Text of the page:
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Online Tax Bill Passes Senate; House Still Has Issues

WASHINGTON — While the U.S. Senate passed the Marketplace Fairness Act earlier this month and backers of the mandatory online sales tax collection legislation see progress, the bill still has to be reviewed, possibly revised, and voted upon by the House of Representatives.

The bill, which was approved by a vote of 69-27 in favor with bipartisan support from the Senate and endorsement by President Obama, would compel retailers to collect and remit state and local sales tax on all online transactions, putting an estimated $23 billion into government coffers. Only online businesses with out-of-state sales of $1 million or less would be exempt.

According to, the commercial real estate group, “This legislation is not a new tax. It paves the way for states to enforce collection of a tax that they are already owed. States that do not collect a sales and use tax (Alaska, Delaware, Montana, New Hampshire and Oregon) will not experience any tax policy changes with this legislation.”

While the Senate fast-tracked the bill by avoiding hearings and limiting debate, the House’s companion legislation faces a stiffer challenge. Despite its more than 60 co-sponsors, some representatives view it as an unfair burden on small businesses or a new tax levy, even though it merely empowers governments to collect taxes that by law are already due.

In addition, Rep. Bob Goodlatte (R-Va.), the Chairman of the House Judiciary Committee, which is expected to hold hearings on the measure, believes its tax collection apparatus is still too complex, while House Speaker John Boehner (R-Ohio) remains uncommitted.

According to Veronica O’Connell, congressional affairs VP of the Consumer Electronics Association (CEA), which backs the legislation, explained that the Chairman of the House Judiciary Committee “wants to write his own bill … which is not unusual. He doesn’t want to use the House or Senate bill.”

The legislation will then “go before the committee for a vote, then go to regular order for markup, amendments and then a floor vote,” she noted. “Then, if approved, it will go to [a House and Senate] conference,” to come up with one, unified bill. As O’Connell said, the Senate passage is important, but final approval is “still a long process,” and CEA hopes it is approved “sooner rather than later.”

O’Connell said that Chairman Goodlatte is concerned about “the complexity of the [tax] rate, that it is not one rate per state, [its] impact on small businesses — different products are being taxed, while others aren’t.”

CEA’s rebuttal is that “there is technology out there to handle that. There is language [in the pending legislation] for states to provide software for vendors” to calculate the taxes owed.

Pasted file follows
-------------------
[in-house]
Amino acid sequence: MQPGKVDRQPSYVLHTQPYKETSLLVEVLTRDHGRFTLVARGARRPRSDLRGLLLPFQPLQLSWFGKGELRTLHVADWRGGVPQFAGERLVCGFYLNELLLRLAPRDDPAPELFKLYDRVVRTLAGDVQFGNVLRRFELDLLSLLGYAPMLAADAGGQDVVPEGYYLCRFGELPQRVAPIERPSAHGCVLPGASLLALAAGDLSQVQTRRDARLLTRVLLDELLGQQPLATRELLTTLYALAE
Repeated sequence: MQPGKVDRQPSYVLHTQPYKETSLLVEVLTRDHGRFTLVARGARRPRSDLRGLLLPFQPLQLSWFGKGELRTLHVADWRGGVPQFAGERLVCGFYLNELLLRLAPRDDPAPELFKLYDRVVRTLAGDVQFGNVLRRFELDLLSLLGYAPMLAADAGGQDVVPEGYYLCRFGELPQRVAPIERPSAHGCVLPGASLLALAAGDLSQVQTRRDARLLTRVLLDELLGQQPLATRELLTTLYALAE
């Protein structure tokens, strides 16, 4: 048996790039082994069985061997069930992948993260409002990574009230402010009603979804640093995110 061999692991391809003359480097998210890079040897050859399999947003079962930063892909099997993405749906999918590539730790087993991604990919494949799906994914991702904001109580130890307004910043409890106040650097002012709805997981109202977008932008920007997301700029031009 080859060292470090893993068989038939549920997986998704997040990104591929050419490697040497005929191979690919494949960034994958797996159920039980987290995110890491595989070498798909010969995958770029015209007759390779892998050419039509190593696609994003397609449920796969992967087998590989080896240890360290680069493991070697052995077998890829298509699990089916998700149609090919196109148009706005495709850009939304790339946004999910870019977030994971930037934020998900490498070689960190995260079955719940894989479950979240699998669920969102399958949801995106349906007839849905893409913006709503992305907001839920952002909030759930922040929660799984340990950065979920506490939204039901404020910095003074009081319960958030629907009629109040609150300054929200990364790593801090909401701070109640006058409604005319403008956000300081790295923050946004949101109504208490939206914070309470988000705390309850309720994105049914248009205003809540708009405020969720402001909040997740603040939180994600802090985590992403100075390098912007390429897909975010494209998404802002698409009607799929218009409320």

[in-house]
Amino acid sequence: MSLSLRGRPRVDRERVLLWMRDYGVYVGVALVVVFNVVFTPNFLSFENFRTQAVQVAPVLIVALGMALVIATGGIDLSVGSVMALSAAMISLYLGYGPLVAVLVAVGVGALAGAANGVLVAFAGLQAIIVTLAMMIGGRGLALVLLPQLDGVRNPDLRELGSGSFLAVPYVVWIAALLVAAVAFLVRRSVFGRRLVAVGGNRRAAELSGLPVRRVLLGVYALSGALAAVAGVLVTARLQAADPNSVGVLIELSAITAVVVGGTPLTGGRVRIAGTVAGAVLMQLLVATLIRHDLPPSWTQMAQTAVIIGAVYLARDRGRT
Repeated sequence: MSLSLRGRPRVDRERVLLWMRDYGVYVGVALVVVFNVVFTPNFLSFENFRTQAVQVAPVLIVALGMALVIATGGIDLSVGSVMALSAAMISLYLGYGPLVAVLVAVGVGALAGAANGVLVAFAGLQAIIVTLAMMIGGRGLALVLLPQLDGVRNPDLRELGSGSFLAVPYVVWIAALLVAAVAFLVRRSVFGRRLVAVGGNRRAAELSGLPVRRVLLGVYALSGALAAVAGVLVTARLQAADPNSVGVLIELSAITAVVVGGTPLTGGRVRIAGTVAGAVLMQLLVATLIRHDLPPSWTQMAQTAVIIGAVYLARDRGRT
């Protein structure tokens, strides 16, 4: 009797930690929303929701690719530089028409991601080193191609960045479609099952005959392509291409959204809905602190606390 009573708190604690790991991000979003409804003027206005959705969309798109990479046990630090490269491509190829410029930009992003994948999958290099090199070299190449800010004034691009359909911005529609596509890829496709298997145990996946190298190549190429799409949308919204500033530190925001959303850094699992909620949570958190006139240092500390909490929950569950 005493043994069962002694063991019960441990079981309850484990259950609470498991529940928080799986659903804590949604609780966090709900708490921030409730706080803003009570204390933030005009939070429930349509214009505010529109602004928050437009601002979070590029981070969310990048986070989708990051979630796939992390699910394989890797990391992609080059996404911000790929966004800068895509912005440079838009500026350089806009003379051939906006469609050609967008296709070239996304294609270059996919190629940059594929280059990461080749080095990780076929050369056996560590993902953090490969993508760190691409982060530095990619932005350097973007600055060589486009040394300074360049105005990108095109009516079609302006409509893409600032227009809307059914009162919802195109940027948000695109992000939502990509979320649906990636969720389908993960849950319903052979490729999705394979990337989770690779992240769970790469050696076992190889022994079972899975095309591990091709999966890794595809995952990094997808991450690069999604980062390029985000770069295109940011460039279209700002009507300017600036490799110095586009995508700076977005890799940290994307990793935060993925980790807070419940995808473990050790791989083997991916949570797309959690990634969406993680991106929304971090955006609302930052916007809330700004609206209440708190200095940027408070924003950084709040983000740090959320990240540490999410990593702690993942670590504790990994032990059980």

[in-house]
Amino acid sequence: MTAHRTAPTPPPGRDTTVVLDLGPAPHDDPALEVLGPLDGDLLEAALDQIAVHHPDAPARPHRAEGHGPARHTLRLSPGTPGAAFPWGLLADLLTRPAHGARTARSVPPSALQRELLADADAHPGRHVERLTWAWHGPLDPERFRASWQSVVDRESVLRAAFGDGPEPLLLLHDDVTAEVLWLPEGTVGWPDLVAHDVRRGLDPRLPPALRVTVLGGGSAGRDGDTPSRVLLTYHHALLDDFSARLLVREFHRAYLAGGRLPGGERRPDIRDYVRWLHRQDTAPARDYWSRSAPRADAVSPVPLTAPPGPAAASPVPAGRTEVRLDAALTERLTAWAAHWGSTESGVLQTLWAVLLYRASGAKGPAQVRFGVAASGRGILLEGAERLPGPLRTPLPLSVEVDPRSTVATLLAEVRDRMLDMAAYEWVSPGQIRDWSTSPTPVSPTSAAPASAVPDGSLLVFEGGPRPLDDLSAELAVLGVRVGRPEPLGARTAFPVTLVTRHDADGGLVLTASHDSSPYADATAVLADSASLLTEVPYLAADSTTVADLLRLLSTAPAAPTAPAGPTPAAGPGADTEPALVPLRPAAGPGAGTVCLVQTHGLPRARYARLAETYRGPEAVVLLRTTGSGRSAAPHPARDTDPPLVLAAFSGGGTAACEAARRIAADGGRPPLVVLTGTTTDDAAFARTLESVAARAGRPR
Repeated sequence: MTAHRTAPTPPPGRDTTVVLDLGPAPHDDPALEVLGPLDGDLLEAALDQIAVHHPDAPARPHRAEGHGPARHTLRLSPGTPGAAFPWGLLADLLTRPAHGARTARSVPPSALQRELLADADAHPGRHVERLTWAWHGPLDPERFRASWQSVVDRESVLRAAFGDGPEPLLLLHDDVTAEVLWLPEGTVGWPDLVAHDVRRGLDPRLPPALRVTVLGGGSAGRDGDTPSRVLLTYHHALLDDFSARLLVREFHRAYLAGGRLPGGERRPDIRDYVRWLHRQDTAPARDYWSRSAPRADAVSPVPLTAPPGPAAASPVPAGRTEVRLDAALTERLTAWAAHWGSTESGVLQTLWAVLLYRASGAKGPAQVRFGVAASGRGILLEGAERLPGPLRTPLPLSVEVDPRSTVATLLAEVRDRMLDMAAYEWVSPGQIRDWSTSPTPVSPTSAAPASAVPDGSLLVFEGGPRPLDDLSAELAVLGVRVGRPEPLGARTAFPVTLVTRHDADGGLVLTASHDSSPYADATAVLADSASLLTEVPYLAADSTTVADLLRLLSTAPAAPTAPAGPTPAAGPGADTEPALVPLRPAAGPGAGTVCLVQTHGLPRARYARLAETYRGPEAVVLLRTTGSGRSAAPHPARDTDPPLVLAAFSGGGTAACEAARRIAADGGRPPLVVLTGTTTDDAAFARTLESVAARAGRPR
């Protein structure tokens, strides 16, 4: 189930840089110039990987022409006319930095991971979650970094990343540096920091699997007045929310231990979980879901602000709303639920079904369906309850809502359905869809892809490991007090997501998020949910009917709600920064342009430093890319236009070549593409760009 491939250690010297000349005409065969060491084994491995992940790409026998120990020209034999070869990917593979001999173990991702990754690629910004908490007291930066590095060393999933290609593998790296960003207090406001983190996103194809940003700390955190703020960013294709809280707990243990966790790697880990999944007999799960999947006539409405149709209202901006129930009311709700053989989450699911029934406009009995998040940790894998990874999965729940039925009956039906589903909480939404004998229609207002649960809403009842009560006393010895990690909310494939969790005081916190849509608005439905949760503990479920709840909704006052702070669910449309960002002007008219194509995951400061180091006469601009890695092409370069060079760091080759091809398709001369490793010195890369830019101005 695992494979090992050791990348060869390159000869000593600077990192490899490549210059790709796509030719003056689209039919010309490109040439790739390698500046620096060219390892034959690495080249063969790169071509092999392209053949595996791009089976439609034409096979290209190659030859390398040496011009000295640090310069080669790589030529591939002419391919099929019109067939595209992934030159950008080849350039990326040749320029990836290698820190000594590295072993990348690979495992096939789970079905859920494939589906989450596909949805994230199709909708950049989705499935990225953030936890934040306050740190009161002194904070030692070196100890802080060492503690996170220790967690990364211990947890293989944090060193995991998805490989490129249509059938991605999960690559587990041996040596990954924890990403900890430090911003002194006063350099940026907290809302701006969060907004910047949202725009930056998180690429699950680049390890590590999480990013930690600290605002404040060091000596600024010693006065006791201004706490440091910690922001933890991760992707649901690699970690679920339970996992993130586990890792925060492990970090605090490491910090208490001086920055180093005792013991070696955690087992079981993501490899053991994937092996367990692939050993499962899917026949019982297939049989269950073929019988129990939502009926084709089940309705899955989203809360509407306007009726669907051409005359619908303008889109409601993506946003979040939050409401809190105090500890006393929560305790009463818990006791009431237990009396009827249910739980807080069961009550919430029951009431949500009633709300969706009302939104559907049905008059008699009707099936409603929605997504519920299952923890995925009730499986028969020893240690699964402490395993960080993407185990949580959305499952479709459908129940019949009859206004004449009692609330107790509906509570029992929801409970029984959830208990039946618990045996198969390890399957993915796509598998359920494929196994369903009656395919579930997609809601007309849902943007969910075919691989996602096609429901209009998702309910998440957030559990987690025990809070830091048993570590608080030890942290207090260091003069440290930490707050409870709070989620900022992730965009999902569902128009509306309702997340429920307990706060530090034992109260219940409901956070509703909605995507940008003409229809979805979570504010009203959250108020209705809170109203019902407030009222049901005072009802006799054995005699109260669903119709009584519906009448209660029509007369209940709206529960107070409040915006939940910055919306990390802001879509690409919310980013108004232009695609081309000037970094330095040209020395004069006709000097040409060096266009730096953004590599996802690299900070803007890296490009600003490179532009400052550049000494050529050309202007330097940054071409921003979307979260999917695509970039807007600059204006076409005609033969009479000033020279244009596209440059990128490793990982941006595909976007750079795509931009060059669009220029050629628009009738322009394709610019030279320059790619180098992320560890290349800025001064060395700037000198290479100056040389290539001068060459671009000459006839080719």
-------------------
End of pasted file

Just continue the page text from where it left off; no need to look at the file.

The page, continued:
O’Connell also noted that eBay is “opposed and concerned about the impact on small sellers,” but she noted that the Senate bill “makes an exception for businesses with [annual sales] of $1 million or less” and that CEA is open to a larger exception.

In fact, eBay issued a terse statement from global public policy senior director Brian Bieron. “The contentious debate in the Senate shows that a lot more work needs to be done to get the Internet sales tax issue right,” he wrote, “including ensuring that small businesses using the Internet are protected from new burdens that harm their ability to compete and grow.”

Not surprisingly, brick-and-mortar retailers lauded the Senate action. Matthew R. Shay, president/CEO of the National Retail Federation (NRF), called it “a significant step for sales tax fairness … This bill and its companion in the House will level the playing field for all retailers — both online and off — while safeguarding states’ rights.”

Best Buy issued a statement saying it is “encouraged by the passage of the Marketplace Fairness Act,” adding that the legislation “does not represent a new tax, rather it simply helps to ensure fair competition that ultimately benefits consumers and our communities. The current laws were put in place before the Internet or e-commerce even existed. Just as retail has evolved over the years, the tax code needs to evolve to reflect modern patterns in how consumers shop not by creating a new tax but by enforcing the laws already on the books.”

Gary Yacoubian, SVS president and managing partner, a former chairman of CEA, and former president of Myer Emco CE chain, which operated in the Maryland area, told TWICE, “While this legislation will hurt our business since we sell our products directly to consumers online … this is a fairness issue.”

He said that when he was with Myer Emco, he felt the current situation “put a built-in advantage to [retailers] who are not in our state, at the expense of companies that provide jobs and pay taxes.”

Yacoubian added that the issue of complexity of figuring out taxes on different categories for individual states is “overblown.” He feels that the current legislation will “level the playing field.”